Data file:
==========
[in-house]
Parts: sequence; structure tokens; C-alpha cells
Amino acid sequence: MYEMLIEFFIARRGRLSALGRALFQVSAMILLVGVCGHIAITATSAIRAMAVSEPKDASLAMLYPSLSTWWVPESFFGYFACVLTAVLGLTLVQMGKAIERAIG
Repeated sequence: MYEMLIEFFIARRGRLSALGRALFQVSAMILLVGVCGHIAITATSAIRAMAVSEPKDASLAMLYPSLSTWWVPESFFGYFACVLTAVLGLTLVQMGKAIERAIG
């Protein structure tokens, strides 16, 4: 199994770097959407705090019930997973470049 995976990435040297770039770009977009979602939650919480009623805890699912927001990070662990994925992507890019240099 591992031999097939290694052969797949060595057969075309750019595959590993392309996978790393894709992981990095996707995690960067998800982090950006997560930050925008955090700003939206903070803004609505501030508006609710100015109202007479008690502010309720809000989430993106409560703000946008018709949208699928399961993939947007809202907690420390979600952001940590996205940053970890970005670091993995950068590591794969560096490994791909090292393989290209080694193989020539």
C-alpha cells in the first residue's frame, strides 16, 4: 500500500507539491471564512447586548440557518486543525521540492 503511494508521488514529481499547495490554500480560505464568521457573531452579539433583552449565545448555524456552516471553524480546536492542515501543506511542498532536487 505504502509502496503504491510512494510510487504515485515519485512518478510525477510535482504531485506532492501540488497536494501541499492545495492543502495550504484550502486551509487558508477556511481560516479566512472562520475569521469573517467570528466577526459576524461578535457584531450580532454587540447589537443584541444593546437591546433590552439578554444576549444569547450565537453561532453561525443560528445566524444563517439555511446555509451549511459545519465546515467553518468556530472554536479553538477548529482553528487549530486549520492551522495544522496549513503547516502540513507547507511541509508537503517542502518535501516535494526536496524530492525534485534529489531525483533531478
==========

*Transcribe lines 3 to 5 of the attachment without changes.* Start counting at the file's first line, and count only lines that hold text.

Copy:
Amino acid sequence: MYEMLIEFFIARRGRLSALGRALFQVSAMILLVGVCGHIAITATSAIRAMAVSEPKDASLAMLYPSLSTWWVPESFFGYFACVLTAVLGLTLVQMGKAIERAIG
Repeated sequence: MYEMLIEFFIARRGRLSALGRALFQVSAMILLVGVCGHIAITATSAIRAMAVSEPKDASLAMLYPSLSTWWVPESFFGYFACVLTAVLGLTLVQMGKAIERAIG
């Protein structure tokens, strides 16, 4: 199994770097959407705090019930997973470049 995976990435040297770039770009977009979602939650919480009623805890699912927001990070662990994925992507890019240099 591992031999097939290694052969797949060595057969075309750019595959590993392309996978790393894709992981990095996707995690960067998800982090950006997560930050925008955090700003939206903070803004609505501030508006609710100015109202007479008690502010309720809000989430993106409560703000946008018709949208699928399961993939947007809202907690420390979600952001940590996205940053970890970005670091993995950068590591794969560096490994791909090292393989290209080694193989020539």